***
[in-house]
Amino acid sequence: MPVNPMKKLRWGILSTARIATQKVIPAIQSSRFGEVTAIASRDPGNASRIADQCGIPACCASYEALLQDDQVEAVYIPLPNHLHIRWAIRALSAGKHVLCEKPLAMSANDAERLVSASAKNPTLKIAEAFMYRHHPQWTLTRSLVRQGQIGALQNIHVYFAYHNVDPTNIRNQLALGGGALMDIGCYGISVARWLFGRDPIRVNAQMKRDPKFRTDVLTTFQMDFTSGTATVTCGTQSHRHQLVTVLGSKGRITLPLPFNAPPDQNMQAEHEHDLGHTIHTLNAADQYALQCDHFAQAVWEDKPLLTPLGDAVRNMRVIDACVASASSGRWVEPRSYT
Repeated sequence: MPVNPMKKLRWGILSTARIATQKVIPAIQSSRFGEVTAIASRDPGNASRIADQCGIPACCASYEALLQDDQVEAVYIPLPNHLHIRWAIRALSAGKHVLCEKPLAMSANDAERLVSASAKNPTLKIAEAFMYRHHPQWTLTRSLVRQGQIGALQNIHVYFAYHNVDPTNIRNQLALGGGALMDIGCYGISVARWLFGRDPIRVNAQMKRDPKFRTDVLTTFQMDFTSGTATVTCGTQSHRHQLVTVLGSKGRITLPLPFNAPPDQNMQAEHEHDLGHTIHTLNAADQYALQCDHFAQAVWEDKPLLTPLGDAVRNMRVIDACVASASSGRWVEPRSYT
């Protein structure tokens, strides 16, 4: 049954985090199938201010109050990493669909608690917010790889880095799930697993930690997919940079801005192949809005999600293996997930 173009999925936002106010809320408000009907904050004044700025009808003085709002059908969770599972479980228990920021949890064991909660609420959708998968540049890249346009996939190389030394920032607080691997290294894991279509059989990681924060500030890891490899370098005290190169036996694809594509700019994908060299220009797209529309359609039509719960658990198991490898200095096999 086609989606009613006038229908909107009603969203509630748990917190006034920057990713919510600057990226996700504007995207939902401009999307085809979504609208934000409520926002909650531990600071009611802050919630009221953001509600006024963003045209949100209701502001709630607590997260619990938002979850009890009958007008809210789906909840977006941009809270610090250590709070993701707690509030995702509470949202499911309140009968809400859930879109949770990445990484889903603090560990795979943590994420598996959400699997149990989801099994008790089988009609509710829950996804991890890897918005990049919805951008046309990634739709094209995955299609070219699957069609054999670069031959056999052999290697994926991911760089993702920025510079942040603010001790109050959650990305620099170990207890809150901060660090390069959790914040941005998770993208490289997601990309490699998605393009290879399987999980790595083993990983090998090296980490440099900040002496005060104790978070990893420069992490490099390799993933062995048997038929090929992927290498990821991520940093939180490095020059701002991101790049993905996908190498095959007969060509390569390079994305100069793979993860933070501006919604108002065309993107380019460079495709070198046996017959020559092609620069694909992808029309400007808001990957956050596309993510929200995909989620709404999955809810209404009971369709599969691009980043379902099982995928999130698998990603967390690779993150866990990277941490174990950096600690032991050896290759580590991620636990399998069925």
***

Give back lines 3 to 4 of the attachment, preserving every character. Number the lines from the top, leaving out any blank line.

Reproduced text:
Repeated sequence: MPVNPMKKLRWGILSTARIATQKVIPAIQSSRFGEVTAIASRDPGNASRIADQCGIPACCASYEALLQDDQVEAVYIPLPNHLHIRWAIRALSAGKHVLCEKPLAMSANDAERLVSASAKNPTLKIAEAFMYRHHPQWTLTRSLVRQGQIGALQNIHVYFAYHNVDPTNIRNQLALGGGALMDIGCYGISVARWLFGRDPIRVNAQMKRDPKFRTDVLTTFQMDFTSGTATVTCGTQSHRHQLVTVLGSKGRITLPLPFNAPPDQNMQAEHEHDLGHTIHTLNAADQYALQCDHFAQAVWEDKPLLTPLGDAVRNMRVIDACVASASSGRWVEPRSYT
């Protein structure tokens, strides 16, 4: 049954985090199938201010109050990493669909608690917010790889880095799930697993930690997919940079801005192949809005999600293996997930 173009999925936002106010809320408000009907904050004044700025009808003085709002059908969770599972479980228990920021949890064991909660609420959708998968540049890249346009996939190389030394920032607080691997290294894991279509059989990681924060500030890891490899370098005290190169036996694809594509700019994908060299220009797209529309359609039509719960658990198991490898200095096999 086609989606009613006038229908909107009603969203509630748990917190006034920057990713919510600057990226996700504007995207939902401009999307085809979504609208934000409520926002909650531990600071009611802050919630009221953001509600006024963003045209949100209701502001709630607590997260619990938002979850009890009958007008809210789906909840977006941009809270610090250590709070993701707690509030995702509470949202499911309140009968809400859930879109949770990445990484889903603090560990795979943590994420598996959400699997149990989801099994008790089988009609509710829950996804991890890897918005990049919805951008046309990634739709094209995955299609070219699957069609054999670069031959056999052999290697994926991911760089993702920025510079942040603010001790109050959650990305620099170990207890809150901060660090390069959790914040941005998770993208490289997601990309490699998605393009290879399987999980790595083993990983090998090296980490440099900040002496005060104790978070990893420069992490490099390799993933062995048997038929090929992927290498990821991520940093939180490095020059701002991101790049993905996908190498095959007969060509390569390079994305100069793979993860933070501006919604108002065309993107380019460079495709070198046996017959020559092609620069694909992808029309400007808001990957956050596309993510929200995909989620709404999955809810209404009971369709599969691009980043379902099982995928999130698998990603967390690779993150866990990277941490174990950096600690032991050896290759580590991620636990399998069925």